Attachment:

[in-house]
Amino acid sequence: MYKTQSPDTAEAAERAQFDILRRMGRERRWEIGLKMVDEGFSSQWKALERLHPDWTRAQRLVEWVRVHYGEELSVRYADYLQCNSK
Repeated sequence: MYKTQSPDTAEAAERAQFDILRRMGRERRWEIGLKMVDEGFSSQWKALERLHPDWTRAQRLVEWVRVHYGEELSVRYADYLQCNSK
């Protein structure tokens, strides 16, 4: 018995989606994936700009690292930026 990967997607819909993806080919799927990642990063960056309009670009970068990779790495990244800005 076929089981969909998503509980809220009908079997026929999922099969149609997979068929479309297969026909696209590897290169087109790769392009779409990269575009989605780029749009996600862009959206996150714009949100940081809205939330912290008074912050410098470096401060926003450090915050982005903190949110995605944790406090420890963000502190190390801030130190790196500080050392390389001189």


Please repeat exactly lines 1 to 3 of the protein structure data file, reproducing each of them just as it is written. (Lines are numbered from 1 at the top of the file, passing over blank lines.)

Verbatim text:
[in-house]
Amino acid sequence: MYKTQSPDTAEAAERAQFDILRRMGRERRWEIGLKMVDEGFSSQWKALERLHPDWTRAQRLVEWVRVHYGEELSVRYADYLQCNSK
Repeated sequence: MYKTQSPDTAEAAERAQFDILRRMGRERRWEIGLKMVDEGFSSQWKALERLHPDWTRAQRLVEWVRVHYGEELSVRYADYLQCNSK